There were scant serious tidbits to be gleaned from this fluff. NBC's Ron Allen reported that "most everyone is talking about the ailing economy" and ABC's Tapper found Giuliani emphasizing tax cuts in his attacks on both McCain and Romney. CBS' Nancy Cordes anticipated the end of Fred Thompson's candidacy as "some of his staffers are starting to take jobs with other campaigns." She speculated that McCain might have problems compared with South Carolina, where he won, since Florida makes only registered Republicans eligible to vote.


LION IN WINTER On the Democratic side, all three networks played soundbites from Barack Obama on ABC's Good Morning America concerning former President Clinton. Obama called the level of Bill's advocacy for his candidate wife "pretty troubling" and vowed "to directly confront" him when is statements are not "factually accurate." ABC's Dan Harris played a pair of soundbites and invited you, the viewer, to "judge for yourself."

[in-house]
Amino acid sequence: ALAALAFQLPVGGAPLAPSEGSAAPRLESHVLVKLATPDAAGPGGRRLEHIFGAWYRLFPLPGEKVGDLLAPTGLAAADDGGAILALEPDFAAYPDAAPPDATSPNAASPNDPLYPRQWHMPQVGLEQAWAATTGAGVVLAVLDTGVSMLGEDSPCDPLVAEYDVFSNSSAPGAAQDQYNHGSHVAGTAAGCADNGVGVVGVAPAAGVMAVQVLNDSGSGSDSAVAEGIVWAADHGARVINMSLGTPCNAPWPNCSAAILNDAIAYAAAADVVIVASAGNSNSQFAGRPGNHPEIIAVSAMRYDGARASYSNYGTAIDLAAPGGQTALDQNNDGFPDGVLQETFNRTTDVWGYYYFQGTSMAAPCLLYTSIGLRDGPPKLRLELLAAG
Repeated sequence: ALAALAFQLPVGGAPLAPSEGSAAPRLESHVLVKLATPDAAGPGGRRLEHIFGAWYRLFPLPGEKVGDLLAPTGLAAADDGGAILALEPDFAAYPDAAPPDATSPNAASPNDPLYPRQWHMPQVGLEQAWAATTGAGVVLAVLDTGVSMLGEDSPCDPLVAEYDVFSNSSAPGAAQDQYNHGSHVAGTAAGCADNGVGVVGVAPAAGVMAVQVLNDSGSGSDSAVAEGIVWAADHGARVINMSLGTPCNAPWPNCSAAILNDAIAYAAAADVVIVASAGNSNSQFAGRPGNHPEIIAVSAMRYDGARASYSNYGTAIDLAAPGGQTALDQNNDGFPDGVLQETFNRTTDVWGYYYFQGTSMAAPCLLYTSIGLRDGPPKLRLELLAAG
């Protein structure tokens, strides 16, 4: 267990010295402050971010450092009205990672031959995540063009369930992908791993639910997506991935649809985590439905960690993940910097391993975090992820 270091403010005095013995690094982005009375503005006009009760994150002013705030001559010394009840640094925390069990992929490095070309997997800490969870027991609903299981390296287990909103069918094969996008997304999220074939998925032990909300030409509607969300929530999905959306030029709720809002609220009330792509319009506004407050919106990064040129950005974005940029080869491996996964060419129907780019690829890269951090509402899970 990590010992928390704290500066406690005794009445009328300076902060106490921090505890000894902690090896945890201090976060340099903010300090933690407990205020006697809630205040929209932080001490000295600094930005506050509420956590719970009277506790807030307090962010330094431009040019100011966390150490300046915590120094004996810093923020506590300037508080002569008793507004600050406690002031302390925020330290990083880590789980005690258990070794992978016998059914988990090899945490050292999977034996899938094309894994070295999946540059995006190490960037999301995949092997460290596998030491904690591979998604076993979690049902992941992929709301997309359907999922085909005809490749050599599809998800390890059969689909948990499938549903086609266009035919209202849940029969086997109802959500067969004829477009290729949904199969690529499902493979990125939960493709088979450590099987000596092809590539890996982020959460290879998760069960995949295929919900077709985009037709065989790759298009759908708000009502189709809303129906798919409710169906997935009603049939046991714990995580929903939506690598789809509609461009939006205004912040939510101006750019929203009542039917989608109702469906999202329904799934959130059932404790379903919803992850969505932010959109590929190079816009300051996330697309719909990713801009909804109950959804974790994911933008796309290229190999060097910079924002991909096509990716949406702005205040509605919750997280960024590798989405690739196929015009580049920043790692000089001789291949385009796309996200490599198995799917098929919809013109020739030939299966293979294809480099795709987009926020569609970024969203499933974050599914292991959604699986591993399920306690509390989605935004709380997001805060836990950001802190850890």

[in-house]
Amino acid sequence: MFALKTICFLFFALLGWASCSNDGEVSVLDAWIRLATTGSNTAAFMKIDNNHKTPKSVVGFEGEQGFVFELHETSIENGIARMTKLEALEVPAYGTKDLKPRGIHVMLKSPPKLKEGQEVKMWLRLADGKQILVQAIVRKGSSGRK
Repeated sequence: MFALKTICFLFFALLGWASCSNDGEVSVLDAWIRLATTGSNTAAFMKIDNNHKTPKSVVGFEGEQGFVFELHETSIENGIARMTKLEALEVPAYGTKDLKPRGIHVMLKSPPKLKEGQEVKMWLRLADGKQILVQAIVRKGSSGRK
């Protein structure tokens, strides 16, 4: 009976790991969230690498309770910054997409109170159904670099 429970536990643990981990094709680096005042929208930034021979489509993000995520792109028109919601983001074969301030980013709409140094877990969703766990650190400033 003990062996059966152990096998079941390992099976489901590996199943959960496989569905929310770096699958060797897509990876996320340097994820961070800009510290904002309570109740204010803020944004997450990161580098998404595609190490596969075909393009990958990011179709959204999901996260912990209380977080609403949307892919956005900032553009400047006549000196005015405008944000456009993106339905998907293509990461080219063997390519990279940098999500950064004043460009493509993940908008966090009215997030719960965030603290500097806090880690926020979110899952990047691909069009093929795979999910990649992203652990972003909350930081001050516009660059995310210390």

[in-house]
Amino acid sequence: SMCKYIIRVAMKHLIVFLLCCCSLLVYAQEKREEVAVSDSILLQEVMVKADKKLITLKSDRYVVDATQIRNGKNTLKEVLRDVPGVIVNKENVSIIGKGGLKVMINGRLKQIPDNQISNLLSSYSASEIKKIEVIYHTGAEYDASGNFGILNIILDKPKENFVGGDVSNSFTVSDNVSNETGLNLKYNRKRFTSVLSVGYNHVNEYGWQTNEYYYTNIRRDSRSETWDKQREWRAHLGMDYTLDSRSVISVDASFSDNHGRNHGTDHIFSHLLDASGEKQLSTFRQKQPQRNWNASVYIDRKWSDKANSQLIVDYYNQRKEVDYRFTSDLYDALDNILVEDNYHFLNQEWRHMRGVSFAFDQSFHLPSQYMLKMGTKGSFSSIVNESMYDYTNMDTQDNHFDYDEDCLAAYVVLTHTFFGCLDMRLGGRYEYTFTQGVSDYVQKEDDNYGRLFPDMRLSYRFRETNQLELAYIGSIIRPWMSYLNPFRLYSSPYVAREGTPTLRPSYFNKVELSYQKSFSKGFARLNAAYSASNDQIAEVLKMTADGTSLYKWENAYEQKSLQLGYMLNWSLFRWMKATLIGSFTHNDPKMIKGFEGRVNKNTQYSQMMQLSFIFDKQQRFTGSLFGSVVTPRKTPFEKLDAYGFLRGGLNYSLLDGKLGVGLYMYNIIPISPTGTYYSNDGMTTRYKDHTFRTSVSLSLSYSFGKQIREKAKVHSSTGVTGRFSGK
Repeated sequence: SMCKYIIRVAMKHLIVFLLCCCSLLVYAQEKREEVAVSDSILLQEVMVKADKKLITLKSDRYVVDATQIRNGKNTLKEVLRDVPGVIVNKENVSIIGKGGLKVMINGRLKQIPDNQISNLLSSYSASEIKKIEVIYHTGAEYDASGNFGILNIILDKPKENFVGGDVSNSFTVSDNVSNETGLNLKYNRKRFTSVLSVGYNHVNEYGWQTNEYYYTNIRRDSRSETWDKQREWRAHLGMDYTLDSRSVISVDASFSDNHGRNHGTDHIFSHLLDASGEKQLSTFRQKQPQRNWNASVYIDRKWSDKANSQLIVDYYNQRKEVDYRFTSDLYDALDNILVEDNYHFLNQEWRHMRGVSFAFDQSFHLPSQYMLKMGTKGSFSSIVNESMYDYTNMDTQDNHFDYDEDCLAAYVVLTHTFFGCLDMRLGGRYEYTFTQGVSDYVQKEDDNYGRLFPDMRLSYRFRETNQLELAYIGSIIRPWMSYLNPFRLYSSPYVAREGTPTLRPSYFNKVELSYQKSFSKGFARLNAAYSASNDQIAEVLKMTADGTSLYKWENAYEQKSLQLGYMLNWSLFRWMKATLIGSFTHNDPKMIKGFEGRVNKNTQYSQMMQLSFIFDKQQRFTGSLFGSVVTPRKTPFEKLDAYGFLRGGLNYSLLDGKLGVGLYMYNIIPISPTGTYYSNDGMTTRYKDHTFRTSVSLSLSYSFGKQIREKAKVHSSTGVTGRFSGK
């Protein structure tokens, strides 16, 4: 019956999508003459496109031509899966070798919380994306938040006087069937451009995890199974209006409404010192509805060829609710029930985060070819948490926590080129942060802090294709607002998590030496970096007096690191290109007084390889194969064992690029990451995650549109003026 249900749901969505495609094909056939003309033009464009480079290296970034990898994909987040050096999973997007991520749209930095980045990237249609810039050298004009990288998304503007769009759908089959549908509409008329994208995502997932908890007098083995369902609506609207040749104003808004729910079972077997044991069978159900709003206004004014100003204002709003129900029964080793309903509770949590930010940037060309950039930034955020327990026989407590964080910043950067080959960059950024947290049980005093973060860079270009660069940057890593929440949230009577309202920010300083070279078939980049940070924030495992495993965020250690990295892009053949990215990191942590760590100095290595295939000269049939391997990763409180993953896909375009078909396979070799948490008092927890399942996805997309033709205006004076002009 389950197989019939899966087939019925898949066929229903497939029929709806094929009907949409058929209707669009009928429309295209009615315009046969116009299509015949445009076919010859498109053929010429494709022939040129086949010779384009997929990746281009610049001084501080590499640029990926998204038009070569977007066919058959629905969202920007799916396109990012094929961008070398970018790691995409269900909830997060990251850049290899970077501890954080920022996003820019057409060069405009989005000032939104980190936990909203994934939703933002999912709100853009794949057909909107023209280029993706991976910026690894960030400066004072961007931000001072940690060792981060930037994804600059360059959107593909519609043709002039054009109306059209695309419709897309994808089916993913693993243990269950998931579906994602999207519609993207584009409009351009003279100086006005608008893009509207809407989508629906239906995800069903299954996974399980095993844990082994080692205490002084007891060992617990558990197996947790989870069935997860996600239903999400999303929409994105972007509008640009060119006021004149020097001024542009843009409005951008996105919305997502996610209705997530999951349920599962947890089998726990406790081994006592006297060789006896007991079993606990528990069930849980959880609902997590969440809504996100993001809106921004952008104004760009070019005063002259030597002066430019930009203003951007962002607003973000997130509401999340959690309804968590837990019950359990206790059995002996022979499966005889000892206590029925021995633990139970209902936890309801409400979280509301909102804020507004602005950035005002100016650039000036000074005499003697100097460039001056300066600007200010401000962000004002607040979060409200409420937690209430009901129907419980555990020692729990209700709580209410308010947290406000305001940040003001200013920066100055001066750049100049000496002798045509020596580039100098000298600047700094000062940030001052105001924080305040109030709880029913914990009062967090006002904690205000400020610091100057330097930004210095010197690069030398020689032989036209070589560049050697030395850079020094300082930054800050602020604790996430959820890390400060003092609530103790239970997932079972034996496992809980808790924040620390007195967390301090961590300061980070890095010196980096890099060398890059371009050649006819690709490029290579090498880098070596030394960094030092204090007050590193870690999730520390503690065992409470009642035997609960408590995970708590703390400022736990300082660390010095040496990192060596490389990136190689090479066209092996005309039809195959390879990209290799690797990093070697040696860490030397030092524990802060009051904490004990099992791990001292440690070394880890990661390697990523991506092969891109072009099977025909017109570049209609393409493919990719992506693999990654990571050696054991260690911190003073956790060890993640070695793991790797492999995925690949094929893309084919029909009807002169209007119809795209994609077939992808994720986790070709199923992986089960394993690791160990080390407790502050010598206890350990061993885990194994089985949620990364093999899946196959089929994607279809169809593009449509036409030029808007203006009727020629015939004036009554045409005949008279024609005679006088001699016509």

Obama: "The Republicans were the party of ideas for a pretty long chunk of time there over the last ten, 15 years--in the sense that they were challenging conventional wisdom."

Clinton: "Our principal opponent said that, since 1992, the Republicans have had all the good ideas."

NBC's Andrea Mitchell called the former President "a lion in winter, seeming to long for the days when he was the candidate." She cited Clinton's accusations that the Obama's opposition to the Iraq War was "a fairy tale" and that his campaign had intimidated caucusgoers in Nevada. Mitchell reported that both Sen Edward Kennedy and Rep Rahm Emmanuel, a former Clinton aide, have told Clinton to end his divisive tactics.


RACIAL CALCULUS Martin Luther King Day saw all three major Democratic Presidential candidates pay tribute to the Civil Rights leader in South Carolina, a state that "still flies the Stars & Bars to the Confederacy in many places," as NBC's Lee Cowan pointed out. CBS' Jim Axelrod repeated the expectations game that the Rodham Clinton campaign is now playing--"expecting a double digit loss in South Carolina" with "any closer margin" counting as "a good week."